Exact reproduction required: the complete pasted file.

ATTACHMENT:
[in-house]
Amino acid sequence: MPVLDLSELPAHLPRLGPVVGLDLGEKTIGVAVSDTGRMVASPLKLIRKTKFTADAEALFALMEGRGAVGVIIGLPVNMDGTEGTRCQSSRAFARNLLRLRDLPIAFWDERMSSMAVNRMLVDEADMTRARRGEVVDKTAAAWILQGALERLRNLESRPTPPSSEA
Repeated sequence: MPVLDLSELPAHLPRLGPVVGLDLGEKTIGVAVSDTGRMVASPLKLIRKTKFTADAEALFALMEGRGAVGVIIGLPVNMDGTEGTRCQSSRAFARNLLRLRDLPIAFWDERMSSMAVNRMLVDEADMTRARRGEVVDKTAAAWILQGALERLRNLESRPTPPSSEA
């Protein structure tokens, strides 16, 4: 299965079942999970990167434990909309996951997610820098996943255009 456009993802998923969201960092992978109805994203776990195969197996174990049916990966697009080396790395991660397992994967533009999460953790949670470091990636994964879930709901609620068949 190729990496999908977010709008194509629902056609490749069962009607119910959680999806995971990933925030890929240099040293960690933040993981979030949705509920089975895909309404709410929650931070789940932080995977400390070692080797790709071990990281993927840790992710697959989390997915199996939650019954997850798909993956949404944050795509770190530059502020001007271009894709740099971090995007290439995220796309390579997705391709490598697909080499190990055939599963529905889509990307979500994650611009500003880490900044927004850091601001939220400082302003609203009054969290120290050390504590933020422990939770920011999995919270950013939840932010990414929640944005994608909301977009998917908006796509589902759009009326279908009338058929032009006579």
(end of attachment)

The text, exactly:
[in-house]
Amino acid sequence: MPVLDLSELPAHLPRLGPVVGLDLGEKTIGVAVSDTGRMVASPLKLIRKTKFTADAEALFALMEGRGAVGVIIGLPVNMDGTEGTRCQSSRAFARNLLRLRDLPIAFWDERMSSMAVNRMLVDEADMTRARRGEVVDKTAAAWILQGALERLRNLESRPTPPSSEA
Repeated sequence: MPVLDLSELPAHLPRLGPVVGLDLGEKTIGVAVSDTGRMVASPLKLIRKTKFTADAEALFALMEGRGAVGVIIGLPVNMDGTEGTRCQSSRAFARNLLRLRDLPIAFWDERMSSMAVNRMLVDEADMTRARRGEVVDKTAAAWILQGALERLRNLESRPTPPSSEA
């Protein structure tokens, strides 16, 4: 299965079942999970990167434990909309996951997610820098996943255009 456009993802998923969201960092992978109805994203776990195969197996174990049916990966697009080396790395991660397992994967533009999460953790949670470091990636994964879930709901609620068949 190729990496999908977010709008194509629902056609490749069962009607119910959680999806995971990933925030890929240099040293960690933040993981979030949705509920089975895909309404709410929650931070789940932080995977400390070692080797790709071990990281993927840790992710697959989390997915199996939650019954997850798909993956949404944050795509770190530059502020001007271009894709740099971090995007290439995220796309390579997705391709490598697909080499190990055939599963529905889509990307979500994650611009500003880490900044927004850091601001939220400082302003609203009054969290120290050390504590933020422990939770920011999995919270950013939840932010990414929640944005994608909301977009998917908006796509589902759009009326279908009338058929032009006579």